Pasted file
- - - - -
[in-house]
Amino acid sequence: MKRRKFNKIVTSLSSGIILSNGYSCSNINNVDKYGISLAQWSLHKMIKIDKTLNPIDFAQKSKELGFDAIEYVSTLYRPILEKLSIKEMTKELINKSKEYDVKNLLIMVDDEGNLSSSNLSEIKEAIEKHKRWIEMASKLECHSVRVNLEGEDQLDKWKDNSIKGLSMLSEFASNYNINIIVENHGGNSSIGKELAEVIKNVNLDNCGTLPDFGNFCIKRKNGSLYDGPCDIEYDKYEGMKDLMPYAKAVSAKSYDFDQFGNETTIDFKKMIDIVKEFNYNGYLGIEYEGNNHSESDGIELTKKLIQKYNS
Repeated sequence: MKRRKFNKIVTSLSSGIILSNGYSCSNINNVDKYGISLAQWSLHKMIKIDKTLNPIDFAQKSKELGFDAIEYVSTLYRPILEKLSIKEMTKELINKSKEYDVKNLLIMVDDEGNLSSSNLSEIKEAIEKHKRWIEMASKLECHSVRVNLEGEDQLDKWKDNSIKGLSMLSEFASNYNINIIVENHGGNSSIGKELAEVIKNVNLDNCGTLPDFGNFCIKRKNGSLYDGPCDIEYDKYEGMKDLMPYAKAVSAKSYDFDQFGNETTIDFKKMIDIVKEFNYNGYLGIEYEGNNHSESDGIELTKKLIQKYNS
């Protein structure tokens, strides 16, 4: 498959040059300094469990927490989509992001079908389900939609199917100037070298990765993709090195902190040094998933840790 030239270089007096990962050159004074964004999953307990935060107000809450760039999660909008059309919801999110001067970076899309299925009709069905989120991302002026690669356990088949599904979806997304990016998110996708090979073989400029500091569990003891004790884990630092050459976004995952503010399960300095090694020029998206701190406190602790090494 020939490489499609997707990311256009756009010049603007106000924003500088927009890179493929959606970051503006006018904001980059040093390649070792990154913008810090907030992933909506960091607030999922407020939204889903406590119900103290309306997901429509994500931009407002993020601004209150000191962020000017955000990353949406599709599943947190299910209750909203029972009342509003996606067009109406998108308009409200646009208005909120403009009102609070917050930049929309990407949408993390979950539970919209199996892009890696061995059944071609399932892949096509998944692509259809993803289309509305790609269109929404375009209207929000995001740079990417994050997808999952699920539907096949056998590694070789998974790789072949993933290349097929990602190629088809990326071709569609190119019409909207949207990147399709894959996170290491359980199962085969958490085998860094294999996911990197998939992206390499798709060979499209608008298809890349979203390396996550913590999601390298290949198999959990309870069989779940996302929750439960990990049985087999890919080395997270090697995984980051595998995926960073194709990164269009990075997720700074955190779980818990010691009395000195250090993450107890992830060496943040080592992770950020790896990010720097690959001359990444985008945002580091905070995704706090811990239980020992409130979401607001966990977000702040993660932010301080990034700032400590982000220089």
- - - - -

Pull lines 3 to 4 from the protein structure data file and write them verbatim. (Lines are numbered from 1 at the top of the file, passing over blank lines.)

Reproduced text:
Repeated sequence: MKRRKFNKIVTSLSSGIILSNGYSCSNINNVDKYGISLAQWSLHKMIKIDKTLNPIDFAQKSKELGFDAIEYVSTLYRPILEKLSIKEMTKELINKSKEYDVKNLLIMVDDEGNLSSSNLSEIKEAIEKHKRWIEMASKLECHSVRVNLEGEDQLDKWKDNSIKGLSMLSEFASNYNINIIVENHGGNSSIGKELAEVIKNVNLDNCGTLPDFGNFCIKRKNGSLYDGPCDIEYDKYEGMKDLMPYAKAVSAKSYDFDQFGNETTIDFKKMIDIVKEFNYNGYLGIEYEGNNHSESDGIELTKKLIQKYNS
């Protein structure tokens, strides 16, 4: 498959040059300094469990927490989509992001079908389900939609199917100037070298990765993709090195902190040094998933840790 030239270089007096990962050159004074964004999953307990935060107000809450760039999660909008059309919801999110001067970076899309299925009709069905989120991302002026690669356990088949599904979806997304990016998110996708090979073989400029500091569990003891004790884990630092050459976004995952503010399960300095090694020029998206701190406190602790090494 020939490489499609997707990311256009756009010049603007106000924003500088927009890179493929959606970051503006006018904001980059040093390649070792990154913008810090907030992933909506960091607030999922407020939204889903406590119900103290309306997901429509994500931009407002993020601004209150000191962020000017955000990353949406599709599943947190299910209750909203029972009342509003996606067009109406998108308009409200646009208005909120403009009102609070917050930049929309990407949408993390979950539970919209199996892009890696061995059944071609399932892949096509998944692509259809993803289309509305790609269109929404375009209207929000995001740079990417994050997808999952699920539907096949056998590694070789998974790789072949993933290349097929990602190629088809990326071709569609190119019409909207949207990147399709894959996170290491359980199962085969958490085998860094294999996911990197998939992206390499798709060979499209608008298809890349979203390396996550913590999601390298290949198999959990309870069989779940996302929750439960990990049985087999890919080395997270090697995984980051595998995926960073194709990164269009990075997720700074955190779980818990010691009395000195250090993450107890992830060496943040080592992770950020790896990010720097690959001359990444985008945002580091905070995704706090811990239980020992409130979401607001966990977000702040993660932010301080990034700032400590982000220089």